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, african-americans and you go there and become the united nations and navigate the way through, and you go to the farm and working, and dealing with the determination they are facing, and so you're on the other end of the usda seeing exactly how the discriminatory policies, what they are on the ground, seeing farmers having land foreclosed upon and knowing that there was a mean spiritedness the way they foreclosed on their land. tell us a little bit about that. >> you know, one of the things i had to do, and i was determined, and i was determined that everyone who worked with me did that. we -- i made sure we learned those regulations better than the folks working in those offices so you would know when they were doing something or saying something wrong. you could know when you were -- anyone who ever had to deal with discrimination know when that happens, but to know exactly what that person is doing to you that's wrong is what i wanted us to -- and i needed to be able to do that to challenge them. i could remember a farmer called me -- he had been -- he received a letter to come into th
national constitutions of which are aware. deasy to amend that the united states constitution. the flavors were not -- did not suffer from the illusions of grandeur that we often project on to them. they did not believe that they were getting it just right once and for all. article five is a testament to the fact that they thought amendments would be buckley and necessary. indeed, the convention might be desirable. article five says the convention with two-thirds of the state. to err is human. it is our fault that we have projected on to them this notion that we were demi guns and that we don't adequately discussed of the imminence we have done and what took to get them. it ticket least a half century. the was movement began in 48. the 19th amendment comes along in 1920. we get the 13th and 14th and 15th amendment because of war and because the radical republicans who were able to affect successfully seized control of government, in part -- and i applaud this, by threatening to impeach andrea johnson. it will to push through changes that otherwise would not have occurred. quite frankly i h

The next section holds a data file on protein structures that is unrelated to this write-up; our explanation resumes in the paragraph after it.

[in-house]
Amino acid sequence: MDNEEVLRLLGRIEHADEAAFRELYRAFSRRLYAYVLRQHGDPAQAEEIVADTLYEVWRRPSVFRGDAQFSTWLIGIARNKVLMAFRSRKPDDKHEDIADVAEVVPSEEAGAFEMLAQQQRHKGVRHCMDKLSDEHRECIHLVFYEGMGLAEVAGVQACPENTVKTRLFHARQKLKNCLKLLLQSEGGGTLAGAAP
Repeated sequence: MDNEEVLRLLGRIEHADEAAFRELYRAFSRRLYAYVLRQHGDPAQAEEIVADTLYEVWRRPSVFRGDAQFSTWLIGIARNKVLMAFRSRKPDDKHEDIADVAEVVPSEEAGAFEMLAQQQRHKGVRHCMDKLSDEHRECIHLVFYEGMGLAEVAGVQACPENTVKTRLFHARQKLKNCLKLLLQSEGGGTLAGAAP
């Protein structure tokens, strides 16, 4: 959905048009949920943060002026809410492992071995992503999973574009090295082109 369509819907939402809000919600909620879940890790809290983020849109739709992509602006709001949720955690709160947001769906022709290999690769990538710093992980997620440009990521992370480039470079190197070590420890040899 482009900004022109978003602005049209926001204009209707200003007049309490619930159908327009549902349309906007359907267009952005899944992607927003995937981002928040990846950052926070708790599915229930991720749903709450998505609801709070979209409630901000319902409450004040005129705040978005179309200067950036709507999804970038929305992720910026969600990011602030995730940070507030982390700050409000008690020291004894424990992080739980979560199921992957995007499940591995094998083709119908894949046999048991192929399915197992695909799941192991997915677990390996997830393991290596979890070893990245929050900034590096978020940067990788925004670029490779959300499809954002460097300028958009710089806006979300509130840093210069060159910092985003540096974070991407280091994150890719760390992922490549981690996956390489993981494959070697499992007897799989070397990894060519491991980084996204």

25 new citizens of the united states. the national archives has hosted a ceremony for decades. it never ceases to impress the prospective citizens out to support and defend the constitution in front of the actual document. we encourage you to return over the next several days for more discussions, films, and special events for the constitution to protect. on monday september 17th at noon we do happy birthday here in the theater. a special program in celebration of the signing of the constitution in the first 225 test will join the founding fathers for cake after the performance. now, wednesday september 19th at 7:00 p.m. the constitution and the war of 1812 here in the theater. the 2012 lecture. journalist roger mudd moderates a panel discussion on what are probably helped misses from 1812. tonight two distinguished guests discussed the past, present and future of the nest its constitution. professor of law and political science at university. he teaches constitutional law at the college and law school. he received his b.a. and j.d. from yale and serves as an editor of the yal
it was an extraordinary visit would against nixon by times which only one of the person in history of the united states could you give of for or against five times, franklin delano roosevelt. he could vote on the national ticket five times. so if you're in a national audience watching on -- watching on c-span to come to the nixon library. here's my presidential trivia. there are only four colleges in the united states which have graduated presidents and starting quarterbacks in the super bowl. what are those? so good thinking right now. i'll give you the easiest one of wall. the united states naval academy. jimmy carter. that's pretty easy. the university of michigan which i already mentioned, gerald ford and some pretty. of course the starting quarterback for the navy was roger stop back. and if you think, california, it's pretty easy to come up with stanford for much harder graduated and promote jim and john denver graduated, but starting quarterback in the super bowl. then last one is really hard but have given you a clue. have already said his last name. benjamin harrison who matriculated at miami